Clarksville Connections is an ongoing project to share the stories of historically significant people who have a Clarksville connection. We are working diligently to share content to the site so please visit often for updates. We also invite your input. Please email your information and ideas to email@example.com.
Frank Sims Sutton and Thelma Sutton met working for The Leaf Chronicle in Clarksville. On October 23, 1923, on S. Second Street in Clarksville, Frank Spencer Sutton was born. He was the typical little boy who enjoyed playing outside and coming home dirty. One day, he used grease to paint his face and put on a theatrical performance for his family; he told them that he was going to be an actor. In 1964, Frank was offered a role in a spinoff of The Andy Griffith Show. Starring alongside Jim Nabors, who played Gomer Pyle; Frank played Sergeant Vince Carter in the television series.Read More >>
Wilma Glodean Rudolph was born on June 23, 1940 in a region of Tennessee known, at the time, as St. Bethlehem, which later became a part of Clarksville. Rudolph was born into a large family, being the 20th of her father’s 22 children. After a bout with pneumonia and polio at age eight, doctors told her she would never walk again. A mere eight years later, at age 16, she earned a bronze medal in the 1956 Olympic Games in the women's 400-meter relay and would soon be known as the fastest woman in the world.Read More >>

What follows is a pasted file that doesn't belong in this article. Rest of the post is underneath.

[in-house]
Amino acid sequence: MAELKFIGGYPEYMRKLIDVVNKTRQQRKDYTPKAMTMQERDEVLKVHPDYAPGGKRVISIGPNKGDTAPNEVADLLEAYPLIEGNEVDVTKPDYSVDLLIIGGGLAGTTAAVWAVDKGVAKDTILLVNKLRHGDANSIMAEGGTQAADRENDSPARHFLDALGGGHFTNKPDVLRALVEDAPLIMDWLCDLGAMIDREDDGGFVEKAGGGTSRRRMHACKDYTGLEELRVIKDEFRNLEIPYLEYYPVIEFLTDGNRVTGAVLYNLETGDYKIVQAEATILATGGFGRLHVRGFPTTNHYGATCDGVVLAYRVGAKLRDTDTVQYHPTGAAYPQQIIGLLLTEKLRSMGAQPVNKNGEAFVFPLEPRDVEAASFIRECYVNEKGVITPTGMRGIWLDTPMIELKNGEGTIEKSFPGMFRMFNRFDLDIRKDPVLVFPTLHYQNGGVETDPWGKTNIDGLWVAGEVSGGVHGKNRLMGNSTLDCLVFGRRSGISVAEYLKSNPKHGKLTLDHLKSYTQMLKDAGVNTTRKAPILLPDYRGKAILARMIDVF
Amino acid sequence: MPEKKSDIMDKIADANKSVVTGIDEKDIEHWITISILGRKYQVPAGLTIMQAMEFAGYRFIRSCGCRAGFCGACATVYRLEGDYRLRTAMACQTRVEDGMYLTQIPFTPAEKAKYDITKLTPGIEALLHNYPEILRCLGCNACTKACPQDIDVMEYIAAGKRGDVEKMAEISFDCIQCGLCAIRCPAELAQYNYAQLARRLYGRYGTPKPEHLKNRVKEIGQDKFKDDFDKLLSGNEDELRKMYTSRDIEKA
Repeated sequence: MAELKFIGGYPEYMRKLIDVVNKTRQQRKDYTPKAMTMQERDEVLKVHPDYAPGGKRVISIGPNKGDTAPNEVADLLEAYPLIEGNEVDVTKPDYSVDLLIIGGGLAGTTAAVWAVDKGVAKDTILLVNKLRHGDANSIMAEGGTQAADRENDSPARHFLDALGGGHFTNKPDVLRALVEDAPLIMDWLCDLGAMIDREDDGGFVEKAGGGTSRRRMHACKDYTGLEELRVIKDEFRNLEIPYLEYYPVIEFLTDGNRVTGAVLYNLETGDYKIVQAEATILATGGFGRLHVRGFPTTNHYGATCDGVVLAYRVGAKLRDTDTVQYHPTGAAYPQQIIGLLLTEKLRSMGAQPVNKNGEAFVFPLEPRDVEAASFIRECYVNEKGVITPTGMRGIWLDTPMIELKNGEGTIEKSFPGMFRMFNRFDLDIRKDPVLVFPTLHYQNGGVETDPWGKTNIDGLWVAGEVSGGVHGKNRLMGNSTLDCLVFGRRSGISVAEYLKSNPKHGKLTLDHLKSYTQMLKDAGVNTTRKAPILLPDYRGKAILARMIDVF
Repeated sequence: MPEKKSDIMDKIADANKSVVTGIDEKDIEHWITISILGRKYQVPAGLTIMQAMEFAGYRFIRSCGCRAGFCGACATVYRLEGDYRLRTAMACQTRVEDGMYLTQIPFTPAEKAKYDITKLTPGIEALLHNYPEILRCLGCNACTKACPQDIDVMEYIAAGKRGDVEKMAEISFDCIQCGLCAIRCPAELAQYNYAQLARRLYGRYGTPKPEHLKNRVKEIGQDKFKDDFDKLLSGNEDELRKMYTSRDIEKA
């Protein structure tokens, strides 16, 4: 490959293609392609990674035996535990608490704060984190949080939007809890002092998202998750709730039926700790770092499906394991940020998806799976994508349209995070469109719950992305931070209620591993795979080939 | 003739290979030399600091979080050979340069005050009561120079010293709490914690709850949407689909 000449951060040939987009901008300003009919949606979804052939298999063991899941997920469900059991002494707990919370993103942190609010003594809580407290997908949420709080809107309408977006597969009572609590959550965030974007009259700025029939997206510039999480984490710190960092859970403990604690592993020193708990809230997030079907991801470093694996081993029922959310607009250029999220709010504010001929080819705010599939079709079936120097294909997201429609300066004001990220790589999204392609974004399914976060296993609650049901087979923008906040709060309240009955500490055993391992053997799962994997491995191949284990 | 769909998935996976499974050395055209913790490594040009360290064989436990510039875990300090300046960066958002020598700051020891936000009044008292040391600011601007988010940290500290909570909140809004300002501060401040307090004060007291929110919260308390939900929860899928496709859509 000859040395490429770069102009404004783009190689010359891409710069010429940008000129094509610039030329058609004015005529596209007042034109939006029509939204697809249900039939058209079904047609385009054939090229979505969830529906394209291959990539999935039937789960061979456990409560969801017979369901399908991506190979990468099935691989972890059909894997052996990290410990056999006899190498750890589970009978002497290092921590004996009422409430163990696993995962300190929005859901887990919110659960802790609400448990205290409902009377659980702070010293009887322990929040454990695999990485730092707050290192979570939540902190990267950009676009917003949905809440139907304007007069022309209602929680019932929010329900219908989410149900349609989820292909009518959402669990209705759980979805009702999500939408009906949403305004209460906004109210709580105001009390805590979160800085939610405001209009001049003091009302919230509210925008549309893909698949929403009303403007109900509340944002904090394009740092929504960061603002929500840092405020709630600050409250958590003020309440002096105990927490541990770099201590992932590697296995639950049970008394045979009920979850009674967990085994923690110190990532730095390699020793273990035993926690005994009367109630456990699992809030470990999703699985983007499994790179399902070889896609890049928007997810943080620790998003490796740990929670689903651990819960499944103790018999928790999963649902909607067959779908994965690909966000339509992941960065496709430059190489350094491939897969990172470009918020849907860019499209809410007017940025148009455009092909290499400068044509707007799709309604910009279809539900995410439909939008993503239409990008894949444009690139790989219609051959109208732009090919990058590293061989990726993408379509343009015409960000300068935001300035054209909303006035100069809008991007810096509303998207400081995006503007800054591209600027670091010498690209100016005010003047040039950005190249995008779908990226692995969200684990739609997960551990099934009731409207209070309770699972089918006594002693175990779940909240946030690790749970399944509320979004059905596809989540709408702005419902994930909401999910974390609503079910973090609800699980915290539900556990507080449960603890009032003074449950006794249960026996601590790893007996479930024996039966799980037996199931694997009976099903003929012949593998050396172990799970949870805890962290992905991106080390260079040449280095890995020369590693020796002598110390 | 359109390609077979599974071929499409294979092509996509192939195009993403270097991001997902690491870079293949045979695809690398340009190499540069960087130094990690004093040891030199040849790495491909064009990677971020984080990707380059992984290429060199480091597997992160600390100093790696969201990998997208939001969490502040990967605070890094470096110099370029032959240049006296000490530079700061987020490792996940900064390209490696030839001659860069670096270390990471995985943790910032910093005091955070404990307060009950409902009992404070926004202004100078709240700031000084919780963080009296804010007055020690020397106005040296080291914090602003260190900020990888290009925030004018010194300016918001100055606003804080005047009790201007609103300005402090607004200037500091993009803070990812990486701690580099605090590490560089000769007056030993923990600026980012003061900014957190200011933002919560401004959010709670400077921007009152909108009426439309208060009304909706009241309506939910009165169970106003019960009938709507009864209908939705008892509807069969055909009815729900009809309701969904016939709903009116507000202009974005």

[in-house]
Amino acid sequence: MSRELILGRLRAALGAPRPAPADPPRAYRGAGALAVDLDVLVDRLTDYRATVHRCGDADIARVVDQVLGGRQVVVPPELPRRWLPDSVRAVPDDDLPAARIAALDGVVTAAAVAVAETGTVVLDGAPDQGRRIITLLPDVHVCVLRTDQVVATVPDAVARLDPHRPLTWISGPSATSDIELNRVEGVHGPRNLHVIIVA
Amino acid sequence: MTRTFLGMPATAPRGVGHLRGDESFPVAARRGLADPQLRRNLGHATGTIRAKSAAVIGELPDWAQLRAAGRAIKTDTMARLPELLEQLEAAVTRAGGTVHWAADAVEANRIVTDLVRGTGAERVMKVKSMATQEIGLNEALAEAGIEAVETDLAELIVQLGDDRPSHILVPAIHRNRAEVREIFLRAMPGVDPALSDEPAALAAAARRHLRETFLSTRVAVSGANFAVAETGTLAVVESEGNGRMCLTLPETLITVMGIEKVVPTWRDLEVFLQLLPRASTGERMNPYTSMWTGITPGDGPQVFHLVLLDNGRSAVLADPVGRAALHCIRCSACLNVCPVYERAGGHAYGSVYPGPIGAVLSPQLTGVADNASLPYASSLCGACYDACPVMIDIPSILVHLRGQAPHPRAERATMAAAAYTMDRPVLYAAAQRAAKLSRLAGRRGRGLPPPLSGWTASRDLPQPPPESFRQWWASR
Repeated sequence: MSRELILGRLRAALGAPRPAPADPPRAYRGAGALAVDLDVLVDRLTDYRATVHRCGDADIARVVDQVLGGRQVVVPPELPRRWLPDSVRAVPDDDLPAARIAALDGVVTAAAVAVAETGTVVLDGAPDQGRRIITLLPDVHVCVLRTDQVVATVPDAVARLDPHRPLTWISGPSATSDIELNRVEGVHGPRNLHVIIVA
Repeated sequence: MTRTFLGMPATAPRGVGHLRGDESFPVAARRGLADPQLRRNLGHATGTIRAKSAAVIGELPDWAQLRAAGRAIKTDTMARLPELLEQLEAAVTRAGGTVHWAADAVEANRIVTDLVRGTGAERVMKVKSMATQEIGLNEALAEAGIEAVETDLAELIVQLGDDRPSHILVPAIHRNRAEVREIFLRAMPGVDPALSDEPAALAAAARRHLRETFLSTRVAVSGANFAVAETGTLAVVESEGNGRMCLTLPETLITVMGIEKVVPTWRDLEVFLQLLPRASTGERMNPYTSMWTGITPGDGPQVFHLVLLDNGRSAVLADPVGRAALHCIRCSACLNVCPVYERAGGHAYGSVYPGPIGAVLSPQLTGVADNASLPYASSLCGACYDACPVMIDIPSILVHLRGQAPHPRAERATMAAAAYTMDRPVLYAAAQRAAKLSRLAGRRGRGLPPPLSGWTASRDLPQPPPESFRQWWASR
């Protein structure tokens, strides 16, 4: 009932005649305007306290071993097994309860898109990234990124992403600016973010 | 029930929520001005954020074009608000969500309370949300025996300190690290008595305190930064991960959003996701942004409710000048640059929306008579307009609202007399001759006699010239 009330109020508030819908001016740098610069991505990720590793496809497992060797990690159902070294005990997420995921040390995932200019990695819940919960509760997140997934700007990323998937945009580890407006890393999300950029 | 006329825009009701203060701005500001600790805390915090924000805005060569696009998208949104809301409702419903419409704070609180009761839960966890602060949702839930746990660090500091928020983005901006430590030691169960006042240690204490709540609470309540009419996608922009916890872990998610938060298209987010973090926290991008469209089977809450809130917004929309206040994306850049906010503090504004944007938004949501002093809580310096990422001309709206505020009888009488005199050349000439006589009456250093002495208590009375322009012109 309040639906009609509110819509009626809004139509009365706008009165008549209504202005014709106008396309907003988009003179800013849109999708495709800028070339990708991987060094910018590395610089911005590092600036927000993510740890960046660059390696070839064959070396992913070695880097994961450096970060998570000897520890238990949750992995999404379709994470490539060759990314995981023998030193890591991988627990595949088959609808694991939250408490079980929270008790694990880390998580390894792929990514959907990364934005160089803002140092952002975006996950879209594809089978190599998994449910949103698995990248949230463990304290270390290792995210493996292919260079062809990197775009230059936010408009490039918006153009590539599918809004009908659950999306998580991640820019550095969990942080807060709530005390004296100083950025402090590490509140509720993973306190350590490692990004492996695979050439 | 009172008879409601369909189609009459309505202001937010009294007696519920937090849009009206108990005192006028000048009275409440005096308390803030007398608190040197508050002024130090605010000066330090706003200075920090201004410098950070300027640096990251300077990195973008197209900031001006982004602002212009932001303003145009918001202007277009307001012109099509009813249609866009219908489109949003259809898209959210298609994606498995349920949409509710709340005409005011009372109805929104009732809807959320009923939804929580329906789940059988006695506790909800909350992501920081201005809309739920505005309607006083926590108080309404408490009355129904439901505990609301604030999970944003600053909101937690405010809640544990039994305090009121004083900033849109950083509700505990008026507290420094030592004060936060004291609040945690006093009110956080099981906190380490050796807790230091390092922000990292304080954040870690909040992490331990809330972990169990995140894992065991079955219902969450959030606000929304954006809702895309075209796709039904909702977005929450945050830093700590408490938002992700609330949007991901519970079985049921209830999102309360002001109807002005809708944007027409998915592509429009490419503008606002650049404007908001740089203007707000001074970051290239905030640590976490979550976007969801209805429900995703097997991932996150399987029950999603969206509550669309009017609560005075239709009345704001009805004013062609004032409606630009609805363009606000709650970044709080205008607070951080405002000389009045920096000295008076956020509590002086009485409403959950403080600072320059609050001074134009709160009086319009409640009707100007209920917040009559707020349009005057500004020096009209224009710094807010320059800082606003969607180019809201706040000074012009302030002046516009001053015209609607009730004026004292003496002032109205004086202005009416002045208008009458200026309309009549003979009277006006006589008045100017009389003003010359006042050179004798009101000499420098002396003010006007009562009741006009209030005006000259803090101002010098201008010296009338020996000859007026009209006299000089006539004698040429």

Active in the Clarksville community throughout the early twentieth century, Brenda Runyon was the first woman to serve on the Clarksville-Montgomery County Board of Education. Her efforts during World War I helped to establish Clarksville’s first local Red Cross chapter. Her most significant achievement, though, is her role in the creation and operation of the First Woman’s Bank of Tennessee, which opened its doors on October 6,1919.Read More >>
Phila Hach was a woman ahead of her time. She created the first in-flight catering manual for the airline industry. She was the first woman to host a television show in the southern U.S. She worked as a flight attendant, television celebrity chef, cookbook author, restauranteur, innkeeper and catering chef. Oh, the stories she could tell! She was petite in frame, yet highly intelligent, quick-witted and a mighty force to be reckoned with.Read More >>
Elizabeth Meriwether, more famously and internationally known as Dorothy Dix, a popular advice columnist, was born in 1861 near Clarksville. Having established herself as an exceptional voice among her peers at The Female Academy in Clarksville, Dix went on to pioneer the way for advice columns. She worked at The Picayune in New Orleans and for 17 years at the New York Journal.Read More >>
Ida Gray Nelson Rollins was born in Clarksville on March 4, 1867. Her mother, Jennie Gray, was a black woman, and her father was a white man to whom Jennie was not married. Ida’s achievements are a testimony to perseverance, determination and diligence. Though she was raised by a woman who was unable to read or write, Ida overcame her environment, becoming the first female African American dentist in the United States.
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